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Monday, September 22, 2008

bargaining in the shadow of conflict

Quick update to an earlier post on the conflict between the Pittsburgh Pirates (of Major League Baseball) and their first round pick in this year's amateur draft, Pedro Alvarez. Quick recap: the parties had agreed orally sometime around midnight of August 15 -- the deadline for such an agreement to occur -- to a contract, but Alvarez and his agent refused to finalize the deal, claiming that the agreement occurred after midnight. The Players Union grieved the issue of MLB's unilaterally extending the deadline, which appears to have happened in this case, and one day of what was expected to be a long hearing that would extend into the fall took place earlier this month.

The parties to the contract have settled, and may have thereby led to the end of this grievance process. The terms are not radically different from the original agreement: the total money package is greater ($6.3 million), giving Alvarez (and therefore his agent Scott Boras as well) the highest bonus of this year's draft; but it stretches the payment of that bonus out further, to the benefit of the Pirates.  Alvarez has signed a major league contract (the original was not a major league contract), which will speed up the timeline after which Alvarez can become a free agent and can seek arbitration for his salary under the c0llective bargaining agreement; but the expectation is that Alvarez will make the major league team quickly anyway, and if he doesn't, the restructured contract gives the Pirates some protection to retain his services at a relatively low salary in the contract's fifth year. (See the linked article for more details.)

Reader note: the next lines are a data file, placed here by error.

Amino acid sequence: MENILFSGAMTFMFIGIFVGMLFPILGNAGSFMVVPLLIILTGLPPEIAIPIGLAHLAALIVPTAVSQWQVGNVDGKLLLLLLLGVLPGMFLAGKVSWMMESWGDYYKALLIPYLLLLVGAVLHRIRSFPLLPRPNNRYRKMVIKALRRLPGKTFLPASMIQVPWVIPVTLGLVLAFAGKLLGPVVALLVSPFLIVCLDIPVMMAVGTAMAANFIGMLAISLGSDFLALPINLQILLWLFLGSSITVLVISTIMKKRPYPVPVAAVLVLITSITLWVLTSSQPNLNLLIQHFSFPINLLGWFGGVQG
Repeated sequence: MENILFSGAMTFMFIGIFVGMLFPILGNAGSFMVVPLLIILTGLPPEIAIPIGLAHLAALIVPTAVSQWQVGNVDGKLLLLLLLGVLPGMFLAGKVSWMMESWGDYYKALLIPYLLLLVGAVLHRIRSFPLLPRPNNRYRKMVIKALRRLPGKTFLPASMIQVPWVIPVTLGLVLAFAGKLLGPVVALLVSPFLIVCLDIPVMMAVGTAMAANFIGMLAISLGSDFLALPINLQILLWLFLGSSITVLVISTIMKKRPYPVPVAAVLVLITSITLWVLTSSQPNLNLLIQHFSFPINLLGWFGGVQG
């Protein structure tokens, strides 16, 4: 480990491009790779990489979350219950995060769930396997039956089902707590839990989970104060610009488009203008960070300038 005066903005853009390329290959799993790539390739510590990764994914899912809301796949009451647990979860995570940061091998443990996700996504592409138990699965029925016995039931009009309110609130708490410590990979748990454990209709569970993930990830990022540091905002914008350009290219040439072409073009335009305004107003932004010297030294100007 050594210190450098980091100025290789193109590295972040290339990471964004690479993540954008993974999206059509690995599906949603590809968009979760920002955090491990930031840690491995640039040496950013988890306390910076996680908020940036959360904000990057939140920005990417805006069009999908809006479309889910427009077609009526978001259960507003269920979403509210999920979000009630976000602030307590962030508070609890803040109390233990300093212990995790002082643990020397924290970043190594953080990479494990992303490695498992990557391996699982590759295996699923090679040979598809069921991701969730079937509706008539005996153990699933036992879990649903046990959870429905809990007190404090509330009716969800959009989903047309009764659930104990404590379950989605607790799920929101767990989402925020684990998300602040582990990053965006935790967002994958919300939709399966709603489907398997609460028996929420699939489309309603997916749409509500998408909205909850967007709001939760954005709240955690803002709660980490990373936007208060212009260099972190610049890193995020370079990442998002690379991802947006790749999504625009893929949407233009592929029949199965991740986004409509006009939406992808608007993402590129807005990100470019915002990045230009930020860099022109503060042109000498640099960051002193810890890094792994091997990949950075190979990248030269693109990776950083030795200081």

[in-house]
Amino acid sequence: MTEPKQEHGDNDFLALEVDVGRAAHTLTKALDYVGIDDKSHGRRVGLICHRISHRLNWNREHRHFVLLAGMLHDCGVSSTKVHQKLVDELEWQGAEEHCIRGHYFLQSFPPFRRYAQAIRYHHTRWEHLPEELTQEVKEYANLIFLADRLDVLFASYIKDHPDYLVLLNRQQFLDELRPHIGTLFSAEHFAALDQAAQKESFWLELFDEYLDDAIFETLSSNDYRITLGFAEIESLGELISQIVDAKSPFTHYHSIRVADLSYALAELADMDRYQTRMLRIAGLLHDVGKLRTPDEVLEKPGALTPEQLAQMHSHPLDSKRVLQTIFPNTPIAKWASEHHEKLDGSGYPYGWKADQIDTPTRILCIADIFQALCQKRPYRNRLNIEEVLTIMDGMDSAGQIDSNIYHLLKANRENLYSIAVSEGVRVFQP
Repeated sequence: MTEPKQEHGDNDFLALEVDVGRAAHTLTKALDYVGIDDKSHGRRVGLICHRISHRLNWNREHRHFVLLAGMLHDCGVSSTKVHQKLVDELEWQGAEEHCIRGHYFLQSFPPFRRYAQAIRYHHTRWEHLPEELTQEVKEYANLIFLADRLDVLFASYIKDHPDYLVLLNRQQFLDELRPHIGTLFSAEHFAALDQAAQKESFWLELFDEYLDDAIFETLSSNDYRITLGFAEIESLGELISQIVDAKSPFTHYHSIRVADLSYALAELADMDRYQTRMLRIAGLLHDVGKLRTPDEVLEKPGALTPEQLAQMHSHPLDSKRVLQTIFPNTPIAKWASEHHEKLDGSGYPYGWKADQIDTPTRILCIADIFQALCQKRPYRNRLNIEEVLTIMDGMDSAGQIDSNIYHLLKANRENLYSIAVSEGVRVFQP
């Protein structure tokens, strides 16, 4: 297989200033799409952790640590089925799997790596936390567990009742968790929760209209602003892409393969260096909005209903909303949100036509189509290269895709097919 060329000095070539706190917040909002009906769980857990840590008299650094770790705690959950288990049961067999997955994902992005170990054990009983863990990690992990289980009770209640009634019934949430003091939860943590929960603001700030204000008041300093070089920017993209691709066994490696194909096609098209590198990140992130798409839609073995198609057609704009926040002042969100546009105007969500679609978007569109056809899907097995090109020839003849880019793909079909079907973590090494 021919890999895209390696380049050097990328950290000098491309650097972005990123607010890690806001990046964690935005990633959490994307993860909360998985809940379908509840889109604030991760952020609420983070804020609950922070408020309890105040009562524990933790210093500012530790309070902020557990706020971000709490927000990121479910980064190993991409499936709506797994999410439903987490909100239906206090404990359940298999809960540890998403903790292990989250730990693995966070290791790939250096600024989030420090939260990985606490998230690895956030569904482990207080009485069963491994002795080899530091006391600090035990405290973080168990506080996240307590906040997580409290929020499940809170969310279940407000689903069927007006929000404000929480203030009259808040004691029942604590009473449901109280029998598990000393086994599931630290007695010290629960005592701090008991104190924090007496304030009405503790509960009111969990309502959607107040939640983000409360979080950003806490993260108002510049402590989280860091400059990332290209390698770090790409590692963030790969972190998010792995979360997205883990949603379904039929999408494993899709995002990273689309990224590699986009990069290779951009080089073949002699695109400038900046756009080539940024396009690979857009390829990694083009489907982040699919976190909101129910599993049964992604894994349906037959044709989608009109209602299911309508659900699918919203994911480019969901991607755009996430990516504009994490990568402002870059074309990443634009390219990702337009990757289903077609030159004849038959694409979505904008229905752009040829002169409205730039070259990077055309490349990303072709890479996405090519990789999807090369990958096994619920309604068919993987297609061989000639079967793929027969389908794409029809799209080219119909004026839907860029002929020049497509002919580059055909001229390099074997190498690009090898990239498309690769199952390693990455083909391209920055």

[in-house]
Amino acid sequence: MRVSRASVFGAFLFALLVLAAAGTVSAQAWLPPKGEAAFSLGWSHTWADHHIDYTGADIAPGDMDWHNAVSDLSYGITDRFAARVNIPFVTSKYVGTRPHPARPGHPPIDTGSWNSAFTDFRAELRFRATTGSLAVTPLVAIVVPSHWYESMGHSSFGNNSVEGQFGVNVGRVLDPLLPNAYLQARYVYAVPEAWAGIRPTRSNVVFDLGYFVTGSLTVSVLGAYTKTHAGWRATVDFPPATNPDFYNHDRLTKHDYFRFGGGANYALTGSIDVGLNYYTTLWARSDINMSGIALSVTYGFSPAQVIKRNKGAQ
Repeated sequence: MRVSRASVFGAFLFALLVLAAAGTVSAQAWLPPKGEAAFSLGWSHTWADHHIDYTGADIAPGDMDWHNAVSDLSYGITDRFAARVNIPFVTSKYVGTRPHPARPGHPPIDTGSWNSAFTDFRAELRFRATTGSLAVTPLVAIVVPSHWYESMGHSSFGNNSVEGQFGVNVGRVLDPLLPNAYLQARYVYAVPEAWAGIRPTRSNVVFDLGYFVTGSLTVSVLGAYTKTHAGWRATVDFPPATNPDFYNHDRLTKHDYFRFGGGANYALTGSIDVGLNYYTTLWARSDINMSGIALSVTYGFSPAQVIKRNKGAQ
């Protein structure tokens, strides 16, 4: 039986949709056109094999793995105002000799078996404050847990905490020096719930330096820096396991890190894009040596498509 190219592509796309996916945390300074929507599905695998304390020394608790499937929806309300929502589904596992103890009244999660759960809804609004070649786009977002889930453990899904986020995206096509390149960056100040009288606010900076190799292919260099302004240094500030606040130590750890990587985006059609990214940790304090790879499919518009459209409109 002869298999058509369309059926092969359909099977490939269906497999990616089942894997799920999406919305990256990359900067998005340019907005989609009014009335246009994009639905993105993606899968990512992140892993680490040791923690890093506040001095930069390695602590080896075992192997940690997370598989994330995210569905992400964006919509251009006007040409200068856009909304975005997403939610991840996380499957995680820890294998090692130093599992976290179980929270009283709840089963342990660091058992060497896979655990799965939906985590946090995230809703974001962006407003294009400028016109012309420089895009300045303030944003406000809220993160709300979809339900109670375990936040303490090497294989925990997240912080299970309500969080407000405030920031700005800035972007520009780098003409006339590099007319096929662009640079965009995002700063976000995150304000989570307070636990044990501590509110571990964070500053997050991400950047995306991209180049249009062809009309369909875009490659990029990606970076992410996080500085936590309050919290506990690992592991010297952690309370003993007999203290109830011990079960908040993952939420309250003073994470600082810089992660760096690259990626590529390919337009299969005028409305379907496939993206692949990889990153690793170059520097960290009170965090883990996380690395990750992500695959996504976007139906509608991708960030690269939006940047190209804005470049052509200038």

In sum, a good teaching moment: an oral contract, standard within the industry, that may have been voidable because the conditions of its agreement were subject to dispute; then the parties come to a new agreement that in the end is much like their original agreement but it allows each party to save face. Speaking on behalf of Pirate fans everywhere: please, Pedro, be what everyone says you can be and save us from more seasons of misery.

Posted by Mark Fenster on September 22, 2008 at 09:37 AM in Current Affairs | Permalink


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Just an FYI, but after interest and inflation, Alvarez is getting $5.67 million (less than the $6 million minor league he originally signed).

Posted by: Philip Bennett | Sep 23, 2008 12:52:34 PM

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